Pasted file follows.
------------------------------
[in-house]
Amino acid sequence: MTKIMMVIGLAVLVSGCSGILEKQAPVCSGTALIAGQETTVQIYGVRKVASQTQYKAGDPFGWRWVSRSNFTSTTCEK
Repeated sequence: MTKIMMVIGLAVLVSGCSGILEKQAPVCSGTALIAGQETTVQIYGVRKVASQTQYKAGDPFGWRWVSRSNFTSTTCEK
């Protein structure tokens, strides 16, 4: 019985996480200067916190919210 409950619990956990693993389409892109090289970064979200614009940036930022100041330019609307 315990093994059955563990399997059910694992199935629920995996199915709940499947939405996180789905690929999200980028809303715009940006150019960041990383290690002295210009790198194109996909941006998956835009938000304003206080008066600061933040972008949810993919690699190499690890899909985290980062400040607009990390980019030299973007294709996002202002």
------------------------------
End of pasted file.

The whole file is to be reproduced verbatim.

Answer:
[in-house]
Amino acid sequence: MTKIMMVIGLAVLVSGCSGILEKQAPVCSGTALIAGQETTVQIYGVRKVASQTQYKAGDPFGWRWVSRSNFTSTTCEK
Repeated sequence: MTKIMMVIGLAVLVSGCSGILEKQAPVCSGTALIAGQETTVQIYGVRKVASQTQYKAGDPFGWRWVSRSNFTSTTCEK
């Protein structure tokens, strides 16, 4: 019985996480200067916190919210 409950619990956990693993389409892109090289970064979200614009940036930022100041330019609307 315990093994059955563990399997059910694992199935629920995996199915709940499947939405996180789905690929999200980028809303715009940006150019960041990383290690002295210009790198194109996909941006998956835009938000304003206080008066600061933040972008949810993919690699190499690890899909985290980062400040607009990390980019030299973007294709996002202002």